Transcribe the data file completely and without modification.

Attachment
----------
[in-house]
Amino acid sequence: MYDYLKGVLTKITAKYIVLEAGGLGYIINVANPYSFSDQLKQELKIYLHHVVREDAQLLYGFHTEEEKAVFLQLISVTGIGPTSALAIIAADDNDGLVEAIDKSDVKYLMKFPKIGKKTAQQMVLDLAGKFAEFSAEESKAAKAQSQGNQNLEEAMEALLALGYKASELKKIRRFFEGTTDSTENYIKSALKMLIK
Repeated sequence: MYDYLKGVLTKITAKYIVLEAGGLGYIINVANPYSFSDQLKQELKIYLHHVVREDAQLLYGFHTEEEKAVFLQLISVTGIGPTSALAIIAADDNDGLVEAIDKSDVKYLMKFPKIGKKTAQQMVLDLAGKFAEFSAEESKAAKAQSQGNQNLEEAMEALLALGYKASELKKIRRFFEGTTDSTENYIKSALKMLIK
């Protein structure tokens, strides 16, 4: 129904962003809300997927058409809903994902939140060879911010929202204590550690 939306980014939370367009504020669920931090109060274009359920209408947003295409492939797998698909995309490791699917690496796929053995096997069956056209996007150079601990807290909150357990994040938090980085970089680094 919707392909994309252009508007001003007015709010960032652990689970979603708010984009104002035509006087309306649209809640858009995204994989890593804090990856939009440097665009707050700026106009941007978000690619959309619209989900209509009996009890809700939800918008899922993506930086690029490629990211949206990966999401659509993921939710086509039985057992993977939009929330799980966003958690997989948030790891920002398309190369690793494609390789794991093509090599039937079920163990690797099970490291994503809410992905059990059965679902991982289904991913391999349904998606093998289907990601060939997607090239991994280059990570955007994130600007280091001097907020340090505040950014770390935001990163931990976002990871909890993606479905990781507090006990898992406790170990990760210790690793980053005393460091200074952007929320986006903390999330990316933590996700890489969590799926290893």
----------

[in-house]
Amino acid sequence: MYDYLKGVLTKITAKYIVLEAGGLGYIINVANPYSFSDQLKQELKIYLHHVVREDAQLLYGFHTEEEKAVFLQLISVTGIGPTSALAIIAADDNDGLVEAIDKSDVKYLMKFPKIGKKTAQQMVLDLAGKFAEFSAEESKAAKAQSQGNQNLEEAMEALLALGYKASELKKIRRFFEGTTDSTENYIKSALKMLIK
Repeated sequence: MYDYLKGVLTKITAKYIVLEAGGLGYIINVANPYSFSDQLKQELKIYLHHVVREDAQLLYGFHTEEEKAVFLQLISVTGIGPTSALAIIAADDNDGLVEAIDKSDVKYLMKFPKIGKKTAQQMVLDLAGKFAEFSAEESKAAKAQSQGNQNLEEAMEALLALGYKASELKKIRRFFEGTTDSTENYIKSALKMLIK
């Protein structure tokens, strides 16, 4: 129904962003809300997927058409809903994902939140060879911010929202204590550690 939306980014939370367009504020669920931090109060274009359920209408947003295409492939797998698909995309490791699917690496796929053995096997069956056209996007150079601990807290909150357990994040938090980085970089680094 919707392909994309252009508007001003007015709010960032652990689970979603708010984009104002035509006087309306649209809640858009995204994989890593804090990856939009440097665009707050700026106009941007978000690619959309619209989900209509009996009890809700939800918008899922993506930086690029490629990211949206990966999401659509993921939710086509039985057992993977939009929330799980966003958690997989948030790891920002398309190369690793494609390789794991093509090599039937079920163990690797099970490291994503809410992905059990059965679902991982289904991913391999349904998606093998289907990601060939997607090239991994280059990570955007994130600007280091001097907020340090505040950014770390935001990163931990976002990871909890993606479905990781507090006990898992406790170990990760210790690793980053005393460091200074952007929320986006903390999330990316933590996700890489969590799926290893």